http://www.digitaljournal.com/tech/science/zebra-fish-provide-insight-into-bone-regeneration/article/369102

Zebra fish provide insight into bone regeneration

Posted Feb 5, 2014 by Tim Sandle
Scientists have studied the natural process of bone regeneration in zebra fish and think that the insights they gained could be used to advance therapies for bone fractures and disease.
A female specimen of a zebrafish (Danio rerio) breed with fantails
A female specimen of a zebrafish (Danio rerio) breed with fantails
Azul
The Zebra fish is quite remarkable. The fish has two molecular pathways that work in concert to allow adult zebra fish to perfectly replace bones lost upon fin amputation. One pathway resets existing bone cells to a developmental stem cell-like state and then supports their growth to replace lost cells. The second directs the newly formed cells to turn back into functional, organized bone. The process is unique to animals like zebra fish and could be the key to their ability to perfectly restore lost tissue.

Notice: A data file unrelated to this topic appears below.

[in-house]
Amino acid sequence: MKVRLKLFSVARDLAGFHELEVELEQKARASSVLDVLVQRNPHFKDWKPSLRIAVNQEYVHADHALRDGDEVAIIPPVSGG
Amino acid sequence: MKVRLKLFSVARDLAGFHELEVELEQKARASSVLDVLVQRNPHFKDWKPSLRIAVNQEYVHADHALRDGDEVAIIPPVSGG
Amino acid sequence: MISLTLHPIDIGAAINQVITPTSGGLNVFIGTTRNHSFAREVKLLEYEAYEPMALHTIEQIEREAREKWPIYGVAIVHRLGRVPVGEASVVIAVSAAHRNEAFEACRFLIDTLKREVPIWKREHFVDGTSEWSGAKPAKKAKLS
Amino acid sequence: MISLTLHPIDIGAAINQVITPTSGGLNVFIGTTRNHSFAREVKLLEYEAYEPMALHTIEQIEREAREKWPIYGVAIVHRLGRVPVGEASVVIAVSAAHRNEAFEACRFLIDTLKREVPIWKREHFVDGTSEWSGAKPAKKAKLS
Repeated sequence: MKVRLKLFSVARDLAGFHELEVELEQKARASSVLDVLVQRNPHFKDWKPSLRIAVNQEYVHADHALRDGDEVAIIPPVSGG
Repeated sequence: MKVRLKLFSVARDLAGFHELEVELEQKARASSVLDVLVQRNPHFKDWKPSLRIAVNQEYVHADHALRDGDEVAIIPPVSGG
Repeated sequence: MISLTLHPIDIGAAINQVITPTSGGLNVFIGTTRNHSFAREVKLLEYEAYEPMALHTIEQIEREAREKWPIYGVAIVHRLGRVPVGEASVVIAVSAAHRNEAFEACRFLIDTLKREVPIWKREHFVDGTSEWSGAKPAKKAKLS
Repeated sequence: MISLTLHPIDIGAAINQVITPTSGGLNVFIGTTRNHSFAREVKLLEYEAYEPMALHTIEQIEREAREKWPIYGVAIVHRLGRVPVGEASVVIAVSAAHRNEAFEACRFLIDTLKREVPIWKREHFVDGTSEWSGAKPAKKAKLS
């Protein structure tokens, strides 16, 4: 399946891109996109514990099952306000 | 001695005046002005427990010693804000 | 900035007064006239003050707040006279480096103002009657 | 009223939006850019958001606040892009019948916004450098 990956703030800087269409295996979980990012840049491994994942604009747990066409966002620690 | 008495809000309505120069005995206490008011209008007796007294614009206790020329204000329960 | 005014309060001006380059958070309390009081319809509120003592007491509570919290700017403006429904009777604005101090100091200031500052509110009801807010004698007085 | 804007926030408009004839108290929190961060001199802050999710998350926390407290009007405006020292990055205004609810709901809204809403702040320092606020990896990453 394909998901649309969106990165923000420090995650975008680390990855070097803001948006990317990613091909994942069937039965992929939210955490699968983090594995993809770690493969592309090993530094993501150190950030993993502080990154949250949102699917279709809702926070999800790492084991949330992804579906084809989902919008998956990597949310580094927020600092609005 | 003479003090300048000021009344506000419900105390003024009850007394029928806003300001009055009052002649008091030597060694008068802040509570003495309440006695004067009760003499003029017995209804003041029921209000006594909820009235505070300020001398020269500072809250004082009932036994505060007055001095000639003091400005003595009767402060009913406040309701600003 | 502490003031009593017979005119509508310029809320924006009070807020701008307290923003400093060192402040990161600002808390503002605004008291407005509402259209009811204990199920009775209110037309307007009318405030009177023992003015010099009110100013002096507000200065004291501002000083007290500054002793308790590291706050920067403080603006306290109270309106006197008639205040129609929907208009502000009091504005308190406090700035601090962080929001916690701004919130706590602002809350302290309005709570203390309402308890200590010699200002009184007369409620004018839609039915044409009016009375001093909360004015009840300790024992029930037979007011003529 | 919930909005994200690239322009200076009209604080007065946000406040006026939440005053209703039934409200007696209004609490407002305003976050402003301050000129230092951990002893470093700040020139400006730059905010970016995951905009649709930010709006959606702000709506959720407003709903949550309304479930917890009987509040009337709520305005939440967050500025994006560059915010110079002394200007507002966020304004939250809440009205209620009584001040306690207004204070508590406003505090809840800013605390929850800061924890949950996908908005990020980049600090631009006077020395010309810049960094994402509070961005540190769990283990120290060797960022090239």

The Zebra Fish is native to the streams of the southeastern Himalayan region, and is found in parts of India, Pakistan, Bangladesh, Nepal, and Burma. The fish is named for the five uniform, pigmented, horizontal, blue stripes on the side of the body, which are reminiscent of a zebra's stripes.
This process has been [url=http:// http://uonews.uoregon.edu/archive/news-release/2014/1/zebra-fish-fins-help-oregon-researchers-gain-insight-bone-regeneration t=_blank]studied by scientists, keen to see if anything can be replicated for use with people. They found that a cellular process triggers residual cells to revert to a less developed state upon tissue damage, a process known as dedifferentation.
Mammals, including humans, have the same pathways however they do not work in the same way, stopping people from regenerating bone. Finding the key to this could advance surgery and recovery therapy considerably. The science team hope that, one day, enhancing human bone repair or even inducing bone regeneration will be possible.
The study was carried out by University of Oregon biologists and the findings have been published in the journal Cell Reports, in a paper titled “Sequential and Opposing Activities of Wnt and BMP Coordinate Zebrafish Bone Regeneration.”